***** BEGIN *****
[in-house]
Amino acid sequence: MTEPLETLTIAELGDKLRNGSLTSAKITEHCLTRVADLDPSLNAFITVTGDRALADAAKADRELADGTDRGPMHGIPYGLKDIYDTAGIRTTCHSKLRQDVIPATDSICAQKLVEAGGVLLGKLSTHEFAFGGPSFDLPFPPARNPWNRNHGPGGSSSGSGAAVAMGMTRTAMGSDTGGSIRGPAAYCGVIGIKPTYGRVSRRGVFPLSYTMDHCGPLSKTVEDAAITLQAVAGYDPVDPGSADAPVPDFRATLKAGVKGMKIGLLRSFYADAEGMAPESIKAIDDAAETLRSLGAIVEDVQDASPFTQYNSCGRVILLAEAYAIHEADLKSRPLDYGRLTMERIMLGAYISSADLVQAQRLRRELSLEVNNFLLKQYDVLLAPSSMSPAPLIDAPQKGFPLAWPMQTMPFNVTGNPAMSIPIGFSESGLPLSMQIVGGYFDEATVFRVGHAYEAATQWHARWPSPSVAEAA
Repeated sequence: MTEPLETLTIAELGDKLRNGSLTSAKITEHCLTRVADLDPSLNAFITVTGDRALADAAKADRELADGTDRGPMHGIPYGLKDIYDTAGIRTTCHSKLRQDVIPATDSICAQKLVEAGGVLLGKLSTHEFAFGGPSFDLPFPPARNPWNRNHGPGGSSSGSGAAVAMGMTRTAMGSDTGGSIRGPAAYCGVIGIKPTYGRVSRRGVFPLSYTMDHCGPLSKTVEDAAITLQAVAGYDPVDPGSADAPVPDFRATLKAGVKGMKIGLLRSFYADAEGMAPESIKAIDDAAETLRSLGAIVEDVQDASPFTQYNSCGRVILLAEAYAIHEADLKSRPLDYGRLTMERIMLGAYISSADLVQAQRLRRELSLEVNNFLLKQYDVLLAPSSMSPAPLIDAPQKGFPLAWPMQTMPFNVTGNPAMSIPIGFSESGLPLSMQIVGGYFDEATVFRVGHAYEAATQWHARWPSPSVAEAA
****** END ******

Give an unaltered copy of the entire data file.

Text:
[in-house]
Amino acid sequence: MTEPLETLTIAELGDKLRNGSLTSAKITEHCLTRVADLDPSLNAFITVTGDRALADAAKADRELADGTDRGPMHGIPYGLKDIYDTAGIRTTCHSKLRQDVIPATDSICAQKLVEAGGVLLGKLSTHEFAFGGPSFDLPFPPARNPWNRNHGPGGSSSGSGAAVAMGMTRTAMGSDTGGSIRGPAAYCGVIGIKPTYGRVSRRGVFPLSYTMDHCGPLSKTVEDAAITLQAVAGYDPVDPGSADAPVPDFRATLKAGVKGMKIGLLRSFYADAEGMAPESIKAIDDAAETLRSLGAIVEDVQDASPFTQYNSCGRVILLAEAYAIHEADLKSRPLDYGRLTMERIMLGAYISSADLVQAQRLRRELSLEVNNFLLKQYDVLLAPSSMSPAPLIDAPQKGFPLAWPMQTMPFNVTGNPAMSIPIGFSESGLPLSMQIVGGYFDEATVFRVGHAYEAATQWHARWPSPSVAEAA
Repeated sequence: MTEPLETLTIAELGDKLRNGSLTSAKITEHCLTRVADLDPSLNAFITVTGDRALADAAKADRELADGTDRGPMHGIPYGLKDIYDTAGIRTTCHSKLRQDVIPATDSICAQKLVEAGGVLLGKLSTHEFAFGGPSFDLPFPPARNPWNRNHGPGGSSSGSGAAVAMGMTRTAMGSDTGGSIRGPAAYCGVIGIKPTYGRVSRRGVFPLSYTMDHCGPLSKTVEDAAITLQAVAGYDPVDPGSADAPVPDFRATLKAGVKGMKIGLLRSFYADAEGMAPESIKAIDDAAETLRSLGAIVEDVQDASPFTQYNSCGRVILLAEAYAIHEADLKSRPLDYGRLTMERIMLGAYISSADLVQAQRLRRELSLEVNNFLLKQYDVLLAPSSMSPAPLIDAPQKGFPLAWPMQTMPFNVTGNPAMSIPIGFSESGLPLSMQIVGGYFDEATVFRVGHAYEAATQWHARWPSPSVAEAA